Technology is Only a Tool
This article originally appeared in Issue# 18
With my 'electronic lapel pin" blinking away on my jacket, I picked up the file of materials I had been gathering for this issue of Media&Values.
Evidence of the technology I'm reading about are all around.
...I push a few buttons and in seconds connect by satellite to someone in New York who clarifies a question in a manuscript.
...I fumble around on the desk for my credit card-size calculator to add up lines of type and compute crop marks on the photos.
...Headlines come, haltingly at times, out of my correcting electric typewriter but every time have to type anything twice I dream of the day we can get the money to buy a word processor.
Telephones. Typewriters. Ten-dollar calculators. Small potatoes compared to some of the electronic scenarios I'm editing. Nevertheless they are vital to a small-but-growing operation, like Media&Values.
Later, after dinner, I snuggle up in my reading chair with a cup of tea to peruse the stack of journals, magazines and newspapers that have piled up. One of these days I will probably snuggle up to my computerized information retrieval system, I chuckle to myself. But not yet.
The stack is full of marvelous news in the media world. High Technology has a piece about the latest developments in satellite direct-to-home TV using 2-foot receiving dishes and transmissions in the 12-gigahertz frequency band.
Next I find out that video "annual reports' are the latest in corporate public relations and an advertising circular tells me that "microvideo" is now available. Using 1/4-inch videotape, the recorder looks smaller than my telephone answering machine and weighs seven pounds. Amazing.
For diversion, I flip through Ms. Even there is an item about women in emerging technology.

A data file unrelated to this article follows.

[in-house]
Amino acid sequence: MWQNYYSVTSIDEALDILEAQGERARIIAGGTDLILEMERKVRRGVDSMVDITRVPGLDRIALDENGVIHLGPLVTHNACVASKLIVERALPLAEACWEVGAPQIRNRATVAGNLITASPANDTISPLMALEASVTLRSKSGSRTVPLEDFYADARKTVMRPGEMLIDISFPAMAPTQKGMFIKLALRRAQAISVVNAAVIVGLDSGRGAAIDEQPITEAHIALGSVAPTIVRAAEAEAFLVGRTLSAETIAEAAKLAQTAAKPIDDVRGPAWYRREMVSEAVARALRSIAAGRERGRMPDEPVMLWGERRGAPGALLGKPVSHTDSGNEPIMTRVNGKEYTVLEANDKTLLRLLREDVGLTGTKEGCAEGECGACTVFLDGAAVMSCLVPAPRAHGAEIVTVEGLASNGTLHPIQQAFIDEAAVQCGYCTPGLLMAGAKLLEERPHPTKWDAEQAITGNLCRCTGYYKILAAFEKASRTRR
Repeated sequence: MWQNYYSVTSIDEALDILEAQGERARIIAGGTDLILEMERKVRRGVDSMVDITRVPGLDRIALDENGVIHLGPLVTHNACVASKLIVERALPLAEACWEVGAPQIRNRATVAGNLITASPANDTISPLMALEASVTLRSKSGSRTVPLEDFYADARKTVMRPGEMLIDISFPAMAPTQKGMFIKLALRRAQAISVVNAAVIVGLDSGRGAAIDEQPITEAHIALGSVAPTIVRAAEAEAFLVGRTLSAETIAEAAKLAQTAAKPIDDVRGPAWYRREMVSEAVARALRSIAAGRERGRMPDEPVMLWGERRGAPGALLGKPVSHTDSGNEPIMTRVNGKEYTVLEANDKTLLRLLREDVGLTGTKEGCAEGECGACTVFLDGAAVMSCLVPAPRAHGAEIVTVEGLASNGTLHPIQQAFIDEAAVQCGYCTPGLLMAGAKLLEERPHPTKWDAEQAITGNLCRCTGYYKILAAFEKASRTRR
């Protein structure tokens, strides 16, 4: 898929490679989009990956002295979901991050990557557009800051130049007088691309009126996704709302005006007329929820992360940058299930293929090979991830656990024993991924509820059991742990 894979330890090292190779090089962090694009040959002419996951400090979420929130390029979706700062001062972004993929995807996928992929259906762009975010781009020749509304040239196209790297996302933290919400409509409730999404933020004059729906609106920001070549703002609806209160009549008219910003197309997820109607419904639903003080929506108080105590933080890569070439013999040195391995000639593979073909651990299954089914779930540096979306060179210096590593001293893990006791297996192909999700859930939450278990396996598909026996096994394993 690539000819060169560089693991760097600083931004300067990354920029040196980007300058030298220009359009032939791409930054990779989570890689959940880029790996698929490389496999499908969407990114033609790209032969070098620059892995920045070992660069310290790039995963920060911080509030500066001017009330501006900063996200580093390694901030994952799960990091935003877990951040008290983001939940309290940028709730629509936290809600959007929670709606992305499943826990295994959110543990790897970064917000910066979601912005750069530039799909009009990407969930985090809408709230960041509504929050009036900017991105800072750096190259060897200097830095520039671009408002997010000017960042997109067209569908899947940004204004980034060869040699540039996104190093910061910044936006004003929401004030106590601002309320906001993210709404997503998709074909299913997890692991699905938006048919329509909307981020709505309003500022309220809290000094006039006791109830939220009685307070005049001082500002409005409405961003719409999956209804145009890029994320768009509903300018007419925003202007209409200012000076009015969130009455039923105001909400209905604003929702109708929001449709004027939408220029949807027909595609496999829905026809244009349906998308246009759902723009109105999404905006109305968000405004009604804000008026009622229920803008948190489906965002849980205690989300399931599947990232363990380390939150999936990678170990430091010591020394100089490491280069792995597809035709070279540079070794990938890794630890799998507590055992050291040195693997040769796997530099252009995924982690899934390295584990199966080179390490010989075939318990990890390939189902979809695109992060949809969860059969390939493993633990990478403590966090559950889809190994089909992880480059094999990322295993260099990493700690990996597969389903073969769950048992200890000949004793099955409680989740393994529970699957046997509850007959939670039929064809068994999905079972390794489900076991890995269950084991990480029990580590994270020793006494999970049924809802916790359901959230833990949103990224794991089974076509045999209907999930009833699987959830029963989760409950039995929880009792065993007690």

Next in the stack is Christianity & Crisis, a mind-expanding publication I try to read regularly. Mostly it's about politics. This issue is on the literacy crusade in Nicaragua last year. I wonder if, indeed, millions of people can be taught to read and write in only a few months. Intrigued, I read on...
The peasants received the volunteers with humility because they had more questions about the world than they had answers, and they didn't know yet that a good education doesn't change that...Sometimes they laughed when they couldn't hold the pen- oil right and it seemed as if they wanted to pull their ignorance into their shirts sleeves, just as they might try to conceal their stained and calloused hands...Tremendous love came with the mastery. The pencil was mastered, the first syllables were mastered, the embarrassment was mastered.
The pencil was mastered! I sank back in the chair, stunned. For how many millions was the pencil a technological marvel?
The enormity of the Technology Gap between the First World and the Third, between me and the struggling men and women in Nicaragua and elsewhere, became suddenly, painfully, clear.
How can you worry about television transmission from the 12-gigahertz band when half the world doesn't know how to use a pencil? It was, of course, the typical American guilt question but I wrestled with it for awhile anyway.
In the end I didn't really come up with a solution to my insight-dilemma. There is no solution even if I decided to leave my electronic office and spend a year or a lifetime teaching others how to hold a pencil.
That is because the problem is not in the technology. It is in our thinking.
Futurist Robert Theobald once said, "The challenge is whether we shall recognize that there are no solutions to our present problems within our present patterns of thinking."
Maybe my Nicaraguan pencil-wielder and I have more in common than I thought. For both of us, technology is only a tool. And whether we use a pencil or a word processor, it is important that we use it to open up new thought patterns in ourselves and others.
My prayer is that word-processors, satellites and lasers will do for humanity what the simple pencil has done, and obviously continues to do.